It’s that time of year again.
The air is cool and the leaves are crisp, and though our sense of smell may be dampened with mask-wearing, we can almost taste a traditional Thanksgiving meal! While experts tell us to refrain from family gatherings, we may ponder dropping off meals for loved ones or consider purchasing store or restaurant prepared dinners.
One thing we might not consider is the amount of sodium there is in home or prepared dinners, and the health ramifications of salt.
Our kidneys naturally balance the amount of sodium stored in our bodies for optimal health. When body sodium is low, kidneys hold on to sodium. When body sodium is high, our kidneys excrete excess sodium in our urine. Chronic kidney disease, congestive heart failure and cirrhosis make it hard for kidneys to balance sodium levels.
If our kidneys can’t eliminate sodium sufficiently, it will build up in the blood and attract and hold water. This increases blood volume, forcing the heart to work harder and increasing pressure in arteries.
Gravity keeps blood lower in our bodies. This further increases pressure in the vessels in our legs and feet and can cause fluid to leak into these tissues. Sitting or standing for too long can also result in swollen legs and ankles at the end of the day.
The 2015-2020 Dietary Guidelines for Americans recommends consuming no more than 2,300 milligrams of sodium (1 teaspoon of salt) a day for healthy individuals, while everyone over age 51 and those with high blood pressure, diabetes, or kidney disease should take in 1,500 milligrams a day. Patients with cardiovascular diseases may require even stricter intakes, and should discuss this with their doctor.
As recent evidence suggests that even a single high-sodium meal can temporarily impair blood vessel function, staying away from high-sodium meals is important for everyone. Food items that contain a lot of sodium include cold cuts, many (especially canned) soups, and condiments such as ketchup, soy sauce, and……..gravy!
By eating potassium-rich foods like bananas and spinach, and drinking plenty of water, we can attempt to balance our sodium levels. Yet certain disease processes can even force some to limit fluid intake, so discussing individual needs with a doctor is paramount.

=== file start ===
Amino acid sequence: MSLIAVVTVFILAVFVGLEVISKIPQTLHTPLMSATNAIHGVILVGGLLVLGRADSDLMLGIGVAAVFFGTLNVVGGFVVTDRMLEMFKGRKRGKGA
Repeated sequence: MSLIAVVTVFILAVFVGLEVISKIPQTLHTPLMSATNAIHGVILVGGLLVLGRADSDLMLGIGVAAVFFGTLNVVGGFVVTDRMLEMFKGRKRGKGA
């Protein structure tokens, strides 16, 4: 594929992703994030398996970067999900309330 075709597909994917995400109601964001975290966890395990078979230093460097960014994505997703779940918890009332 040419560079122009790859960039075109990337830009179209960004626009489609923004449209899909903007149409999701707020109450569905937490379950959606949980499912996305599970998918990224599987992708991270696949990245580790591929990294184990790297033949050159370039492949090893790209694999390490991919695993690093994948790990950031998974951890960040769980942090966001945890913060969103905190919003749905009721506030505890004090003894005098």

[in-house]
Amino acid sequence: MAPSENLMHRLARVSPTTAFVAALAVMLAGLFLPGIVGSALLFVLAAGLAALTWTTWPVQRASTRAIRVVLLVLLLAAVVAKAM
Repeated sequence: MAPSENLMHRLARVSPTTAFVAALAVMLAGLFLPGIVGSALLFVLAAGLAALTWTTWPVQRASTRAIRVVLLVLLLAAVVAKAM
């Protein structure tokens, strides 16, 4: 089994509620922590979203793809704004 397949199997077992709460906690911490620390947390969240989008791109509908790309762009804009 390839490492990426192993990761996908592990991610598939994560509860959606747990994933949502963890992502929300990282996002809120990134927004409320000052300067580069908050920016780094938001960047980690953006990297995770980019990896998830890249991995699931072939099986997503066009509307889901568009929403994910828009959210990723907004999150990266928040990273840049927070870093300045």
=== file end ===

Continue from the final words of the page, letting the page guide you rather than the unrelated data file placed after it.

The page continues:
Support family members with heart disease, high blood pressure, or chronically swollen legs in adhering to their physicians’ dietary recommendations. Using low-sodium recipes, avoiding processed foods, reading labels, and requesting the nutritional content of prepared foods and/or ordering low-sodium meals are all excellent practices.
Sudden changes in blood pressure or sudden increased swelling in one’s legs should prompt a call to the doctor.
Chronic lower leg edema and resulting skin ulcerations can be problematic. Swollen legs can cause swollen feet, resulting in ill-fitting shoes. This predisposes one to blisters, abrasions, or worse- foot ulcers. At Tri-State Foot and Ankle Center, our staff is qualified to treat wounds, including those associated with chronic lower leg edema. We also assist patients in finding appropriate shoe gear. Additionally, we can coordinate your care with primary and vascular physicians.
We hope that you keep these things in mind when enjoying the coming holiday. Should you have any questions or seek more information, feel free to call one of our offices at (Naamans Road location) 302-475-1299 or (Hockessin) 302-239-1625 or visit our Facebook page.
Happy Thanksgiving Everyone!
Dr. Gruber, Dr. Hudak, Dr. Lund and the staff at Tri-State Foot and Ankle Center